There is plenty of work to do if we want to keep our city safe

A SERIES of alarming events on the weekend will no doubt sufficiently shock the Ballarat community into a new sense of dread that the streets are not safe. But despite the bloody grimness of at least one incident on the weekend, it should not prevent the community from taking a measured pause and a sober review of the safety issues that the growing city faces. 

In one incident a taxi driver was allegedly accosted by an armed person demanding cash and then in the early hours of Sunday morning a brawl at the Lydiard Street taxi rank resulted in two men being hospitalised with knife wounds. 

The police are to be commended on the speed with which they reacted to the later incident and have subsequently arrested and charged a Melbourne man. It must also be noted that the Liquor Accord constructed between late-night venue operators and the police has been largely successful in preventing the worst excesses that have hit similar late night strips in other regional towns. Significant steps such as the wider use of CCTV and security guards at the cab rank along with regular presence of police patrols are all major factors in largely keeping violent incidents to a minimum.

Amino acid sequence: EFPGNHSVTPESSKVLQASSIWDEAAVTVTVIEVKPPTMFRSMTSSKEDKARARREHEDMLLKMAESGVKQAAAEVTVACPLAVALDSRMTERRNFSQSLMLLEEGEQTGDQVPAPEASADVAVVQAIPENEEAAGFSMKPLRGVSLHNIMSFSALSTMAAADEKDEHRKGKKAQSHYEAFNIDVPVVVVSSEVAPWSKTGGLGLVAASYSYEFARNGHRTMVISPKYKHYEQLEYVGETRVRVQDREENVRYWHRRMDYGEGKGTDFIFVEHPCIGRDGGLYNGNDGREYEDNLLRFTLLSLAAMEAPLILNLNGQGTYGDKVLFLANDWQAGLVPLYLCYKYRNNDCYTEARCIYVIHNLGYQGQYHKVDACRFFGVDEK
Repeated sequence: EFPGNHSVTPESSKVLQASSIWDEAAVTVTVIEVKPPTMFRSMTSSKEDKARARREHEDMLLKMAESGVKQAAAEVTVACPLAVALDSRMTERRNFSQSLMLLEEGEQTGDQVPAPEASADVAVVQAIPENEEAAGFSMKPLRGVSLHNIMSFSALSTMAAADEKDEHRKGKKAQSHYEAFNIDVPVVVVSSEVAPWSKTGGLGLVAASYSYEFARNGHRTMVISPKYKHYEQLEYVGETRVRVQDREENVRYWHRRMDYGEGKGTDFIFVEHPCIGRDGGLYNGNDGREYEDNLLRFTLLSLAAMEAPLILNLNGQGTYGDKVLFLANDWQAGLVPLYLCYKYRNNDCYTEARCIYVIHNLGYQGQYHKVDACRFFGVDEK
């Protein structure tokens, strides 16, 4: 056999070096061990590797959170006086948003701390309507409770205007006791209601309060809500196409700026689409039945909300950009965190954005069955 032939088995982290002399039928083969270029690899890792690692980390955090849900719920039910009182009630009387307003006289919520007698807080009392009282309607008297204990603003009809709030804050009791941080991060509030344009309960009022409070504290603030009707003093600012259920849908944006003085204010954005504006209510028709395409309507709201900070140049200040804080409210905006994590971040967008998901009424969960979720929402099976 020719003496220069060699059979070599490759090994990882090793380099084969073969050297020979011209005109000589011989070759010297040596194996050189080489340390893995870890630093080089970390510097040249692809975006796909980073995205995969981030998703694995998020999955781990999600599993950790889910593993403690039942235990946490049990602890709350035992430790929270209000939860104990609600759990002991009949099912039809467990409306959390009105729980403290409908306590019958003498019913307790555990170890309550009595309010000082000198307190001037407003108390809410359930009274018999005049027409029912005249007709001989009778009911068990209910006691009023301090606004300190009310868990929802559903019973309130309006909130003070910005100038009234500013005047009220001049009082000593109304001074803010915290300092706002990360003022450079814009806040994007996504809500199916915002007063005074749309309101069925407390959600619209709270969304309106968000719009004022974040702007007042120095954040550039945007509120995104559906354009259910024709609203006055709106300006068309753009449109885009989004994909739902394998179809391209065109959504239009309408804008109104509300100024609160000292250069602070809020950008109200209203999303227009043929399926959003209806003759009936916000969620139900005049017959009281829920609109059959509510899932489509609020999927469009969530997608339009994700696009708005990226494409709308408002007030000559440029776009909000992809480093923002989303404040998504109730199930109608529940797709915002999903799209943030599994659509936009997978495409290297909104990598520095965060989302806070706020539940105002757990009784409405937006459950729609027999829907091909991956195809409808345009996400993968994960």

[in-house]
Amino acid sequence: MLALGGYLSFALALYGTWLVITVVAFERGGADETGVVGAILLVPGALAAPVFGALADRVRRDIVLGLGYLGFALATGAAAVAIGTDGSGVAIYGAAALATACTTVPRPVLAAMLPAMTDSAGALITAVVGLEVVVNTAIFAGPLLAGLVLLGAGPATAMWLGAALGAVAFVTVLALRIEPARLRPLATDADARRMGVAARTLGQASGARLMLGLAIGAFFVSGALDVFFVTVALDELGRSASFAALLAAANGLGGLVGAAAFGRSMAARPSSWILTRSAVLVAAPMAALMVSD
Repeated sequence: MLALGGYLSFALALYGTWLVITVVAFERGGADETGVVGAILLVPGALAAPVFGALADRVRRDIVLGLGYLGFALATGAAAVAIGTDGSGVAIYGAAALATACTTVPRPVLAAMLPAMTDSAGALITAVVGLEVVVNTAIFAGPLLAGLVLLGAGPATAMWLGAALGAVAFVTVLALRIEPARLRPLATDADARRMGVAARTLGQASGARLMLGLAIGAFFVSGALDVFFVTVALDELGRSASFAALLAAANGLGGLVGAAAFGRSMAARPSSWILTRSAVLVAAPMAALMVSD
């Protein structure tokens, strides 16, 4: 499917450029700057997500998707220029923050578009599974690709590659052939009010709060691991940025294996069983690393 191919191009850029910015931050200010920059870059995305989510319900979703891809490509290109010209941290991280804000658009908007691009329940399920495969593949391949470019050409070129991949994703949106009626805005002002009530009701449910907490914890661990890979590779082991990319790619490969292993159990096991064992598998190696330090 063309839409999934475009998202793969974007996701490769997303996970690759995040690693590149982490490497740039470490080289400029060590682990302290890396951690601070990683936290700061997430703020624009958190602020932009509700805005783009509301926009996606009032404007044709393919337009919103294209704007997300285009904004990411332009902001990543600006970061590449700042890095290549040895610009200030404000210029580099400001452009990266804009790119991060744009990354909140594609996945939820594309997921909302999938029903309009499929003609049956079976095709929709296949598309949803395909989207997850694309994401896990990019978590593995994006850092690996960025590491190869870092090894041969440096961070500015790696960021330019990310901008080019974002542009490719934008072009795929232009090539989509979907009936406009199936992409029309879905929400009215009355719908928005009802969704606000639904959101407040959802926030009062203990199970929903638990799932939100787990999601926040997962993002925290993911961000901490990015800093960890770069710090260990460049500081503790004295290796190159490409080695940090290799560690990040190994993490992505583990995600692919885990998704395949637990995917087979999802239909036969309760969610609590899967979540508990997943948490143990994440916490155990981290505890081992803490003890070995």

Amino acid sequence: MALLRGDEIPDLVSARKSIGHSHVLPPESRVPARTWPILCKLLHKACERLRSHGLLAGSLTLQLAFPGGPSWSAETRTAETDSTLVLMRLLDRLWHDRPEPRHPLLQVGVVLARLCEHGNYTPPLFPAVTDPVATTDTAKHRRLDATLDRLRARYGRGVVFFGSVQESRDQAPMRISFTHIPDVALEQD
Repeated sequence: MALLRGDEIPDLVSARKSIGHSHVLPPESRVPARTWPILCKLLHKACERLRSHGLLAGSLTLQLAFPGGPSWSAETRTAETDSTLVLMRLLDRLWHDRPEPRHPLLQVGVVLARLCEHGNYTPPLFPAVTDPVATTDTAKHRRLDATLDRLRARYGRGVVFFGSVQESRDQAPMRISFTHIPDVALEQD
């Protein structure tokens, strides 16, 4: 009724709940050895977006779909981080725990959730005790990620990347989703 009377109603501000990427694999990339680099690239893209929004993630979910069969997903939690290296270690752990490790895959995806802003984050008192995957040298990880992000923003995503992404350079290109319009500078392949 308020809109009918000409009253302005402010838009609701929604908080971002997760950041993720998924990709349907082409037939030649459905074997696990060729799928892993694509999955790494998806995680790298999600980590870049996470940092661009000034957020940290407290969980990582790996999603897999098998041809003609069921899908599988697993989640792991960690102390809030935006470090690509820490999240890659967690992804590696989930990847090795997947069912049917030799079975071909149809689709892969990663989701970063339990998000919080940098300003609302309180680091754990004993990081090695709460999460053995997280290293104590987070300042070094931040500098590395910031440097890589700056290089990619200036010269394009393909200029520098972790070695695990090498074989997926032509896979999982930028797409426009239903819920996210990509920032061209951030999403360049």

For those who do not venture out at this time of night, behaviour may be ugly but it is not often as extreme as the weekend. This is a festive time of year and people will inevitably push the boat out further than normal but they should be able to do so responsibly and without waking up in hospital.

However, the weekend shows it would be complacent not to be constantly vigilant of the factors which give rise to violent incidents, however rare. The heavy consumption of alcohol is one but certainly not the sole cause. The taxi rank itself has long been a point of discussion and it could be argued that long delays for boozy revelers trying to get home is an invitation to trouble. 

Considerably more worrying is the increasing occurrence of young people carrying weapons. Whether it is from some misplaced sense of protection or an even more deluded sense of power, this is a practice that has been roundly condemned by the police and needs to be further inculcated into young people as a folly sure to lead to tragedy. 

Ballarat is still largely a safe place but there is work to do to keep it that way.


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